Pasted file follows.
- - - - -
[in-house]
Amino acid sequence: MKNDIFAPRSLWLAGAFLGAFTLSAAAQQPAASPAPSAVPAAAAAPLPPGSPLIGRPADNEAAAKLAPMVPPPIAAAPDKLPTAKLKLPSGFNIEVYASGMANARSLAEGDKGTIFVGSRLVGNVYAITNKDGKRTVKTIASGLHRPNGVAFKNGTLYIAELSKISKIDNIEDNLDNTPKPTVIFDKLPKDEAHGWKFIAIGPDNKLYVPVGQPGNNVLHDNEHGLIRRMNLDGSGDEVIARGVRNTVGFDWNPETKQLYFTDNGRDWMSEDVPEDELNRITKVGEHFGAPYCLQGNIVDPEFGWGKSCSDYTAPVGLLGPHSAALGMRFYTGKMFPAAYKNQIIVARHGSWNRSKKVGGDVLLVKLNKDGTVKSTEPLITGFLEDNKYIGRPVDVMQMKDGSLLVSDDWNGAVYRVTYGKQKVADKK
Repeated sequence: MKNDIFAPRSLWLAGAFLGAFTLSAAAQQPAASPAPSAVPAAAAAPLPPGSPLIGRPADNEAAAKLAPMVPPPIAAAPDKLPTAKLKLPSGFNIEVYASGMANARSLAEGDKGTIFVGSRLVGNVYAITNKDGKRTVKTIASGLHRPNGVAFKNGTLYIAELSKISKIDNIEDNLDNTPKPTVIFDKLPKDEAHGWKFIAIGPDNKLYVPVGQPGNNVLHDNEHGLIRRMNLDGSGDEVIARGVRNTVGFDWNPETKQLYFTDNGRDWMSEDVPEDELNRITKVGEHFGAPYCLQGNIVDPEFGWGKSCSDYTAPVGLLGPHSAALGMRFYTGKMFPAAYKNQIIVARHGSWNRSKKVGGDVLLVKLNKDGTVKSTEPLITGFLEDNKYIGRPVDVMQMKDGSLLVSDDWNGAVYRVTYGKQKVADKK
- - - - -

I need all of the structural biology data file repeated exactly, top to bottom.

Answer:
[in-house]
Amino acid sequence: MKNDIFAPRSLWLAGAFLGAFTLSAAAQQPAASPAPSAVPAAAAAPLPPGSPLIGRPADNEAAAKLAPMVPPPIAAAPDKLPTAKLKLPSGFNIEVYASGMANARSLAEGDKGTIFVGSRLVGNVYAITNKDGKRTVKTIASGLHRPNGVAFKNGTLYIAELSKISKIDNIEDNLDNTPKPTVIFDKLPKDEAHGWKFIAIGPDNKLYVPVGQPGNNVLHDNEHGLIRRMNLDGSGDEVIARGVRNTVGFDWNPETKQLYFTDNGRDWMSEDVPEDELNRITKVGEHFGAPYCLQGNIVDPEFGWGKSCSDYTAPVGLLGPHSAALGMRFYTGKMFPAAYKNQIIVARHGSWNRSKKVGGDVLLVKLNKDGTVKSTEPLITGFLEDNKYIGRPVDVMQMKDGSLLVSDDWNGAVYRVTYGKQKVADKK
Repeated sequence: MKNDIFAPRSLWLAGAFLGAFTLSAAAQQPAASPAPSAVPAAAAAPLPPGSPLIGRPADNEAAAKLAPMVPPPIAAAPDKLPTAKLKLPSGFNIEVYASGMANARSLAEGDKGTIFVGSRLVGNVYAITNKDGKRTVKTIASGLHRPNGVAFKNGTLYIAELSKISKIDNIEDNLDNTPKPTVIFDKLPKDEAHGWKFIAIGPDNKLYVPVGQPGNNVLHDNEHGLIRRMNLDGSGDEVIARGVRNTVGFDWNPETKQLYFTDNGRDWMSEDVPEDELNRITKVGEHFGAPYCLQGNIVDPEFGWGKSCSDYTAPVGLLGPHSAALGMRFYTGKMFPAAYKNQIIVARHGSWNRSKKVGGDVLLVKLNKDGTVKSTEPLITGFLEDNKYIGRPVDVMQMKDGSLLVSDDWNGAVYRVTYGKQKVADKK